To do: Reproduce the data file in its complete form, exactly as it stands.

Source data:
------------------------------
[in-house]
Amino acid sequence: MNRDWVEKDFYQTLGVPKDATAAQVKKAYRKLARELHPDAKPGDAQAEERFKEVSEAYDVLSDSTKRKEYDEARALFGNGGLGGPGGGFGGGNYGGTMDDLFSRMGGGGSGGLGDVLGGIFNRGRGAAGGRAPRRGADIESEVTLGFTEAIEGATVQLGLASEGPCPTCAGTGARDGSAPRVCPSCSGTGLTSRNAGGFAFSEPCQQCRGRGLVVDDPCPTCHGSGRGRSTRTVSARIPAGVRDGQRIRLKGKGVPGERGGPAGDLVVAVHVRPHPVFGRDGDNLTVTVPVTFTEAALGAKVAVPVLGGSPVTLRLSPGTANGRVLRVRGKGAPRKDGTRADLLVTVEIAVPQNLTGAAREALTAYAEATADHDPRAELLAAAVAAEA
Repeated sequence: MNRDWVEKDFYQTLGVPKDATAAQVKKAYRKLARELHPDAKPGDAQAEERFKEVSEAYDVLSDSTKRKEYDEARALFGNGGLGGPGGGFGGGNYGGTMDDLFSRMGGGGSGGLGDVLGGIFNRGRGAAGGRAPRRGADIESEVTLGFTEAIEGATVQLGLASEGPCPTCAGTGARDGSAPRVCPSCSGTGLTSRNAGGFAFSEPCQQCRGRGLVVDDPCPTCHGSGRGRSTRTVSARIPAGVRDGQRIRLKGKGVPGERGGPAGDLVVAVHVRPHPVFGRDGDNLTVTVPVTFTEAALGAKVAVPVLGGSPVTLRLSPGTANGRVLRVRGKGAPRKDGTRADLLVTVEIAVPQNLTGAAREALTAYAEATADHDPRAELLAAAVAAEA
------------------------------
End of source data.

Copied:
[in-house]
Amino acid sequence: MNRDWVEKDFYQTLGVPKDATAAQVKKAYRKLARELHPDAKPGDAQAEERFKEVSEAYDVLSDSTKRKEYDEARALFGNGGLGGPGGGFGGGNYGGTMDDLFSRMGGGGSGGLGDVLGGIFNRGRGAAGGRAPRRGADIESEVTLGFTEAIEGATVQLGLASEGPCPTCAGTGARDGSAPRVCPSCSGTGLTSRNAGGFAFSEPCQQCRGRGLVVDDPCPTCHGSGRGRSTRTVSARIPAGVRDGQRIRLKGKGVPGERGGPAGDLVVAVHVRPHPVFGRDGDNLTVTVPVTFTEAALGAKVAVPVLGGSPVTLRLSPGTANGRVLRVRGKGAPRKDGTRADLLVTVEIAVPQNLTGAAREALTAYAEATADHDPRAELLAAAVAAEA
Repeated sequence: MNRDWVEKDFYQTLGVPKDATAAQVKKAYRKLARELHPDAKPGDAQAEERFKEVSEAYDVLSDSTKRKEYDEARALFGNGGLGGPGGGFGGGNYGGTMDDLFSRMGGGGSGGLGDVLGGIFNRGRGAAGGRAPRRGADIESEVTLGFTEAIEGATVQLGLASEGPCPTCAGTGARDGSAPRVCPSCSGTGLTSRNAGGFAFSEPCQQCRGRGLVVDDPCPTCHGSGRGRSTRTVSARIPAGVRDGQRIRLKGKGVPGERGGPAGDLVVAVHVRPHPVFGRDGDNLTVTVPVTFTEAALGAKVAVPVLGGSPVTLRLSPGTANGRVLRVRGKGAPRKDGTRADLLVTVEIAVPQNLTGAAREALTAYAEATADHDPRAELLAAAVAAEA